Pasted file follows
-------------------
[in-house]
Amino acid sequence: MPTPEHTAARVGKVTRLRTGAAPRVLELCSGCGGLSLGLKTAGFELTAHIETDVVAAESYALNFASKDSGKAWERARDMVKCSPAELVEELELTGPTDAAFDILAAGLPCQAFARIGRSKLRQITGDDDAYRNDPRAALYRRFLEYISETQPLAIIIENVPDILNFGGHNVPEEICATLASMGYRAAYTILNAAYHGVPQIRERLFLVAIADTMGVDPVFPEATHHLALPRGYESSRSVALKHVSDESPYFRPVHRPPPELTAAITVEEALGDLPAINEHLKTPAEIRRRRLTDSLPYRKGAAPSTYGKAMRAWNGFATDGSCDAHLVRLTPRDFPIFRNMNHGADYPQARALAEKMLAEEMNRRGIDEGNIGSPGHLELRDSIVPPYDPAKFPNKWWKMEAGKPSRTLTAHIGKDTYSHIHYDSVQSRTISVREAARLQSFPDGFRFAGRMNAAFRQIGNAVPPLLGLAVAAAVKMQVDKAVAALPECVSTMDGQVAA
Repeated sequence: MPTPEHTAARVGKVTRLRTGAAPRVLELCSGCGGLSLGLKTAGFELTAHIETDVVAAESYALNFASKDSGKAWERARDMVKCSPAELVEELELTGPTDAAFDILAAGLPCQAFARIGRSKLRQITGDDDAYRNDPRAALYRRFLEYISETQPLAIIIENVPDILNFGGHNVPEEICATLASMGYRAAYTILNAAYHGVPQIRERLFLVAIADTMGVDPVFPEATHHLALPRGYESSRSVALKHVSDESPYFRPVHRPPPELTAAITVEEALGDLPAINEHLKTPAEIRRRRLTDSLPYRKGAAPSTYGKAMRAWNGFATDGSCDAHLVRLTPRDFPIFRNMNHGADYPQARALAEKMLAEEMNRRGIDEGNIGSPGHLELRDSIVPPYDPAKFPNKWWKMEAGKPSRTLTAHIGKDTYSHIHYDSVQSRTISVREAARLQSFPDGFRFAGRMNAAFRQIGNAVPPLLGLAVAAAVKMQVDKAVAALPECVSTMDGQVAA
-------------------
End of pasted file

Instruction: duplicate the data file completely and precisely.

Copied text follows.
[in-house]
Amino acid sequence: MPTPEHTAARVGKVTRLRTGAAPRVLELCSGCGGLSLGLKTAGFELTAHIETDVVAAESYALNFASKDSGKAWERARDMVKCSPAELVEELELTGPTDAAFDILAAGLPCQAFARIGRSKLRQITGDDDAYRNDPRAALYRRFLEYISETQPLAIIIENVPDILNFGGHNVPEEICATLASMGYRAAYTILNAAYHGVPQIRERLFLVAIADTMGVDPVFPEATHHLALPRGYESSRSVALKHVSDESPYFRPVHRPPPELTAAITVEEALGDLPAINEHLKTPAEIRRRRLTDSLPYRKGAAPSTYGKAMRAWNGFATDGSCDAHLVRLTPRDFPIFRNMNHGADYPQARALAEKMLAEEMNRRGIDEGNIGSPGHLELRDSIVPPYDPAKFPNKWWKMEAGKPSRTLTAHIGKDTYSHIHYDSVQSRTISVREAARLQSFPDGFRFAGRMNAAFRQIGNAVPPLLGLAVAAAVKMQVDKAVAALPECVSTMDGQVAA
Repeated sequence: MPTPEHTAARVGKVTRLRTGAAPRVLELCSGCGGLSLGLKTAGFELTAHIETDVVAAESYALNFASKDSGKAWERARDMVKCSPAELVEELELTGPTDAAFDILAAGLPCQAFARIGRSKLRQITGDDDAYRNDPRAALYRRFLEYISETQPLAIIIENVPDILNFGGHNVPEEICATLASMGYRAAYTILNAAYHGVPQIRERLFLVAIADTMGVDPVFPEATHHLALPRGYESSRSVALKHVSDESPYFRPVHRPPPELTAAITVEEALGDLPAINEHLKTPAEIRRRRLTDSLPYRKGAAPSTYGKAMRAWNGFATDGSCDAHLVRLTPRDFPIFRNMNHGADYPQARALAEKMLAEEMNRRGIDEGNIGSPGHLELRDSIVPPYDPAKFPNKWWKMEAGKPSRTLTAHIGKDTYSHIHYDSVQSRTISVREAARLQSFPDGFRFAGRMNAAFRQIGNAVPPLLGLAVAAAVKMQVDKAVAALPECVSTMDGQVAA